Credit card companies hold rates steady despite the latest banking crisis
March 31, 2013
- Average consumer credit card rate, overall market: 16.82 percent
- Average consumer non-rewards credit card rate: 15.19 percent
- Average consumer rewards credit card rate: 17.52 percent
- Average student credit card rate: 17.42 percent
- Average business non-rewards credit card rate: 14.74 percent
- Average business rewards credit card rate: 15.51 percent
The U.S. bank prime rate was unchanged in the second half of March. During its March meeting, the Federal Open Market Committee reiterated its commitment to keeping interest rates low until the economy shows sustained signs of stronger growth, so it is unlikely the prime rate will change any time soon. Credit card rates can change without any change in the prime rate, but all the credit card offers tracked by this survey went the entire month of March without any changes.
The stable credit card environment was in contrast to the latest in what has become a long line of international banking crises. The most recent episode involved the island of Cyprus -- a very small economy in global terms, but one with a disproportionately large banking system due to its popularity as an offshore haven for foreign investors, especially wealthy Russians. The problems in Cyprus were part of the fallout from the earlier Greek sovereign debt defaults, and it still remains to be seen whether, when, and where the next domino may fall.
All of this has the potential to matter to U.S. consumers simply because the global banking system is so interconnected. If bad debts suddenly create a shortage of capital, it could make credit everywhere harder to come by and/or more expensive. On the other hand, it is significant to note that most of the banking crises that keep cropping up have been caused by bad investments rather than by consumer credit failures. The mortgage crisis was a notable exception, but the worst of that seems to be over.
In short, problems like the banking crisis in Cyprus could yet trigger a credit crunch in the U.S., but for the time being, credit card companies should continue to find American consumers a relatively good risk in a troubled global investment environment.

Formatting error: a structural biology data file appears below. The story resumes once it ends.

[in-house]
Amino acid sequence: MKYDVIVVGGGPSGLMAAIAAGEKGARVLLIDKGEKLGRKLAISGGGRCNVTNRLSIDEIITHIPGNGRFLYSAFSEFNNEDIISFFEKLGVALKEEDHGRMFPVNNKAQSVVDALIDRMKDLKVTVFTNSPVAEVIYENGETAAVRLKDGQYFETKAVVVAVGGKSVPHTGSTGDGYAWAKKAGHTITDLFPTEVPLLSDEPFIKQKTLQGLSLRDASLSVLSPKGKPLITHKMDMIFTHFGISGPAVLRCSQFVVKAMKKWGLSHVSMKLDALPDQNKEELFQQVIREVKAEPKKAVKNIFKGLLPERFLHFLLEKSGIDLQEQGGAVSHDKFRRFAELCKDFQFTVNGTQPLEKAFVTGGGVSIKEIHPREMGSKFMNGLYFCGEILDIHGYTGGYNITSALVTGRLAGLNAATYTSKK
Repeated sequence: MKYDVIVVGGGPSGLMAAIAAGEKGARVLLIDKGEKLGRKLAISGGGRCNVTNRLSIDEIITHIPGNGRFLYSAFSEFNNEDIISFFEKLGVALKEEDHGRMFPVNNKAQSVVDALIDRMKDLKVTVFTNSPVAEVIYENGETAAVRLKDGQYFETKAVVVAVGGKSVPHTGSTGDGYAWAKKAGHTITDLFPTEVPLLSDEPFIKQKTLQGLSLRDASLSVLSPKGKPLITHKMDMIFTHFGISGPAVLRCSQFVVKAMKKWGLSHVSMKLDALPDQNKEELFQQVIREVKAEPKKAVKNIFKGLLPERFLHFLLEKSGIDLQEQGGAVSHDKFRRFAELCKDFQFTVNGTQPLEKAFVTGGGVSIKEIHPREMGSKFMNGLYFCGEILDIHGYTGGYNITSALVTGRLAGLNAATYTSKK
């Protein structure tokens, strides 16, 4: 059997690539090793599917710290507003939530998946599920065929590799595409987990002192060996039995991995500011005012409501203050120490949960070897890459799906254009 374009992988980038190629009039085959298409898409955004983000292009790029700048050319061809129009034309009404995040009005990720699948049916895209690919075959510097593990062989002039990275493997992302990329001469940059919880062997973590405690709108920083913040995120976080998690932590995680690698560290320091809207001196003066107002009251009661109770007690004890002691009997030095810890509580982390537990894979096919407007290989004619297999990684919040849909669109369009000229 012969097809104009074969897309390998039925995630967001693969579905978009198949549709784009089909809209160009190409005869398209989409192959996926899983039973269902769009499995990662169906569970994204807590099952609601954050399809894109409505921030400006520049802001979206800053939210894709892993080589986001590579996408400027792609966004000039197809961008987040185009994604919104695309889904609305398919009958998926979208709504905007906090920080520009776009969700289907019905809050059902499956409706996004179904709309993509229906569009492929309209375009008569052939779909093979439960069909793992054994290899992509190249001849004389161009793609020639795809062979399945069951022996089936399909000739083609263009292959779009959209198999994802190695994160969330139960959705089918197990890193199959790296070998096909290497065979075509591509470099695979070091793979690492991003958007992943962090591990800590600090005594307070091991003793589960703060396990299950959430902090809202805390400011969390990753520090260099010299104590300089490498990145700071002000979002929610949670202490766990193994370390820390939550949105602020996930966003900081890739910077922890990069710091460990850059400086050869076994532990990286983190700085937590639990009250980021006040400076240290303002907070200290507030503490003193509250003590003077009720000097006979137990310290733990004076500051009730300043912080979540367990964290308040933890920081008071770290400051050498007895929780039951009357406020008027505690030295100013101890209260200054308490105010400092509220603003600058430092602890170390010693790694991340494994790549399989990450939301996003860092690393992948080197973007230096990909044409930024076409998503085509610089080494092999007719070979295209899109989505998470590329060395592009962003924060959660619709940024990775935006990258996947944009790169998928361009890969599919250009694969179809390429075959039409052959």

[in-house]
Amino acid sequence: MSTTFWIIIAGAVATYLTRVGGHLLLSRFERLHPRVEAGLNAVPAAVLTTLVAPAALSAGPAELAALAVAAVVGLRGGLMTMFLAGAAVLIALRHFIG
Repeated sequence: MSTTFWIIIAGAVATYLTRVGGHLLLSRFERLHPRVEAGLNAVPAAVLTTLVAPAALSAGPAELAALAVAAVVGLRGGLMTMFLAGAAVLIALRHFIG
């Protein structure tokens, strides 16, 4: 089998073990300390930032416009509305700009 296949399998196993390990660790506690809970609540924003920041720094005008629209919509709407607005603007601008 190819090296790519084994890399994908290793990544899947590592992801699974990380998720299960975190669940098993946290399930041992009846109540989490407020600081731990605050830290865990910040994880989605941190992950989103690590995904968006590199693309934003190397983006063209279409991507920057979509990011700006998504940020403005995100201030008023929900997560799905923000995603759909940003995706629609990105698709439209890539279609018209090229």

Consumer credit card rates
Although there have been no recent changes in consumer credit card offers, people should be aware that there are still substantial differences in rates from one card to another. Even at the lowest rate tier, there are differences in excess of ten full percentage points between the cheapest and most expensive rates offered. Therefore, even in an unchanging market, customers would be well advised to shop around for better offers.
Student credit cards
Parents with students off at college in the middle of spring semester can rest easy knowing that the student credit card rate environment has been stable lately. Still, parents should be vigilant about checking in on their children's credit card use, to make sure they are developing responsible payment habits and not running up large balances during spring break or any other time.
Business credit cards
With no changes in business credit card rates over the past month, corporate card managers can look at this environment in two ways. On the one hand, change can create the opportunity to find cheaper rates, so the recent environment may be marked by a lack of new opportunities. On the other hand, stability is conducive to careful research, so this may be a good time to compare rates and evaluate the cost/benefit of rewards programs.
Good credit vs. average credit
The difference in the typical credit card rate charged to consumers with excellent credit and the typical rate charged to those with average credit remained at 4.00 percent. This rate differential should be an incentive for consumers with flawed credit to improve their credit ratings in order to obtain cheaper credit card rates.
In total, IndexCreditCards.com surveys information from some 50 different credit cards, and includes multiple credit-rating tiers from many of those cards. Examples of offers surveyed include American Express, Capital One, Chase, Citi, Discover, and other MasterCard and Visa branded cards. The information compiled not only demonstrates trends in credit card rates over time, but also indicates the different values credit card companies put on different target markets (consumer, business, etc.), as evidenced by the differences between rates for those markets.